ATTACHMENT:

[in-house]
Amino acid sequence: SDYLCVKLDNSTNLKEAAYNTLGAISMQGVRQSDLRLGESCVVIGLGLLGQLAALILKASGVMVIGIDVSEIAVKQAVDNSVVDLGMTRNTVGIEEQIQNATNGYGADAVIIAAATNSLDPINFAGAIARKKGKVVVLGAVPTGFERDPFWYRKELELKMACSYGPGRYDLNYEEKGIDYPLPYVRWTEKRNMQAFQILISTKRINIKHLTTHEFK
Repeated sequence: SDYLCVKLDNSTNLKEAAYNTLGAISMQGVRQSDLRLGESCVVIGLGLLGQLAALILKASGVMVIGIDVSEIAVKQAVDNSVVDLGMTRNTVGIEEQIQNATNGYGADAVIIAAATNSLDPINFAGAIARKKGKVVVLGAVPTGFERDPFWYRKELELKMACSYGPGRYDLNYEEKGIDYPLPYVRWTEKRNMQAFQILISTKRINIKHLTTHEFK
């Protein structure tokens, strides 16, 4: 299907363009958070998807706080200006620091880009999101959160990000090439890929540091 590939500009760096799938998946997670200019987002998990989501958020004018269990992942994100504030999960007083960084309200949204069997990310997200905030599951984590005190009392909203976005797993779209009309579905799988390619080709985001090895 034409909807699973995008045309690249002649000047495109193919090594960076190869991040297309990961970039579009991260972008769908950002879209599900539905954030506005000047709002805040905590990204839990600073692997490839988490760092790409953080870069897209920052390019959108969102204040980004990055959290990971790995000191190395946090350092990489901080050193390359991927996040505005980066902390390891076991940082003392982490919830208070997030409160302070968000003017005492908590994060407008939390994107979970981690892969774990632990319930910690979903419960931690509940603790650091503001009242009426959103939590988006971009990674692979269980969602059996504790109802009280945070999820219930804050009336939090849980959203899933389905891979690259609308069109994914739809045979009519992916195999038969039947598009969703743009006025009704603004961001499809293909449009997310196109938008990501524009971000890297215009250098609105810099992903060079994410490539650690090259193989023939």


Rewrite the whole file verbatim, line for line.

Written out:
[in-house]
Amino acid sequence: SDYLCVKLDNSTNLKEAAYNTLGAISMQGVRQSDLRLGESCVVIGLGLLGQLAALILKASGVMVIGIDVSEIAVKQAVDNSVVDLGMTRNTVGIEEQIQNATNGYGADAVIIAAATNSLDPINFAGAIARKKGKVVVLGAVPTGFERDPFWYRKELELKMACSYGPGRYDLNYEEKGIDYPLPYVRWTEKRNMQAFQILISTKRINIKHLTTHEFK
Repeated sequence: SDYLCVKLDNSTNLKEAAYNTLGAISMQGVRQSDLRLGESCVVIGLGLLGQLAALILKASGVMVIGIDVSEIAVKQAVDNSVVDLGMTRNTVGIEEQIQNATNGYGADAVIIAAATNSLDPINFAGAIARKKGKVVVLGAVPTGFERDPFWYRKELELKMACSYGPGRYDLNYEEKGIDYPLPYVRWTEKRNMQAFQILISTKRINIKHLTTHEFK
């Protein structure tokens, strides 16, 4: 299907363009958070998807706080200006620091880009999101959160990000090439890929540091 590939500009760096799938998946997670200019987002998990989501958020004018269990992942994100504030999960007083960084309200949204069997990310997200905030599951984590005190009392909203976005797993779209009309579905799988390619080709985001090895 034409909807699973995008045309690249002649000047495109193919090594960076190869991040297309990961970039579009991260972008769908950002879209599900539905954030506005000047709002805040905590990204839990600073692997490839988490760092790409953080870069897209920052390019959108969102204040980004990055959290990971790995000191190395946090350092990489901080050193390359991927996040505005980066902390390891076991940082003392982490919830208070997030409160302070968000003017005492908590994060407008939390994107979970981690892969774990632990319930910690979903419960931690509940603790650091503001009242009426959103939590988006971009990674692979269980969602059996504790109802009280945070999820219930804050009336939090849980959203899933389905891979690259609308069109994914739809045979009519992916195999038969039947598009969703743009006025009704603004961001499809293909449009997310196109938008990501524009971000890297215009250098609105810099992903060079994410490539650690090259193989023939």